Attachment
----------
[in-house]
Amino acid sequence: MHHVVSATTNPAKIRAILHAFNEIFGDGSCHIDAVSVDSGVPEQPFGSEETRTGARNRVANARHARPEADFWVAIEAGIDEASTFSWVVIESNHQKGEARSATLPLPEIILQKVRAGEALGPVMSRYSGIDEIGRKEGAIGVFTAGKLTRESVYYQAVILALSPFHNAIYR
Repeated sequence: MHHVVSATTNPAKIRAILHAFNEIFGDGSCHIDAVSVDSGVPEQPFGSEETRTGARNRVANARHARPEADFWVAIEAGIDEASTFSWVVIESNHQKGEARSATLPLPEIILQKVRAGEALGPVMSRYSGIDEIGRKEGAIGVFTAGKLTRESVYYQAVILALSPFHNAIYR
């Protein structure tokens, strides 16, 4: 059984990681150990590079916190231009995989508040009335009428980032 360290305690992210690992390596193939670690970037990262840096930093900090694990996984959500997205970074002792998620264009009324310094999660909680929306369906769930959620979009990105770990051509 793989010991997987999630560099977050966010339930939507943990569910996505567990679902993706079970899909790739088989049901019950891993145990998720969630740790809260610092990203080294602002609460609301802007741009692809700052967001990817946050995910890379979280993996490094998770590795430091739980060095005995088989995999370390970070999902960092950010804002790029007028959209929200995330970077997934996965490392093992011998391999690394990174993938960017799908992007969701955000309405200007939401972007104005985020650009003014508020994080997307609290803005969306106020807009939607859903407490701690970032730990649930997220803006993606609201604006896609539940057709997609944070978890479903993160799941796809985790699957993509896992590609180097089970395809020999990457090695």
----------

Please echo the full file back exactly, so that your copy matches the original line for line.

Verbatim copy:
[in-house]
Amino acid sequence: MHHVVSATTNPAKIRAILHAFNEIFGDGSCHIDAVSVDSGVPEQPFGSEETRTGARNRVANARHARPEADFWVAIEAGIDEASTFSWVVIESNHQKGEARSATLPLPEIILQKVRAGEALGPVMSRYSGIDEIGRKEGAIGVFTAGKLTRESVYYQAVILALSPFHNAIYR
Repeated sequence: MHHVVSATTNPAKIRAILHAFNEIFGDGSCHIDAVSVDSGVPEQPFGSEETRTGARNRVANARHARPEADFWVAIEAGIDEASTFSWVVIESNHQKGEARSATLPLPEIILQKVRAGEALGPVMSRYSGIDEIGRKEGAIGVFTAGKLTRESVYYQAVILALSPFHNAIYR
């Protein structure tokens, strides 16, 4: 059984990681150990590079916190231009995989508040009335009428980032 360290305690992210690992390596193939670690970037990262840096930093900090694990996984959500997205970074002792998620264009009324310094999660909680929306369906769930959620979009990105770990051509 793989010991997987999630560099977050966010339930939507943990569910996505567990679902993706079970899909790739088989049901019950891993145990998720969630740790809260610092990203080294602002609460609301802007741009692809700052967001990817946050995910890379979280993996490094998770590795430091739980060095005995088989995999370390970070999902960092950010804002790029007028959209929200995330970077997934996965490392093992011998391999690394990174993938960017799908992007969701955000309405200007939401972007104005985020650009003014508020994080997307609290803005969306106020807009939607859903407490701690970032730990649930997220803006993606609201604006896609539940057709997609944070978890479903993160799941796809985790699957993509896992590609180097089970395809020999990457090695």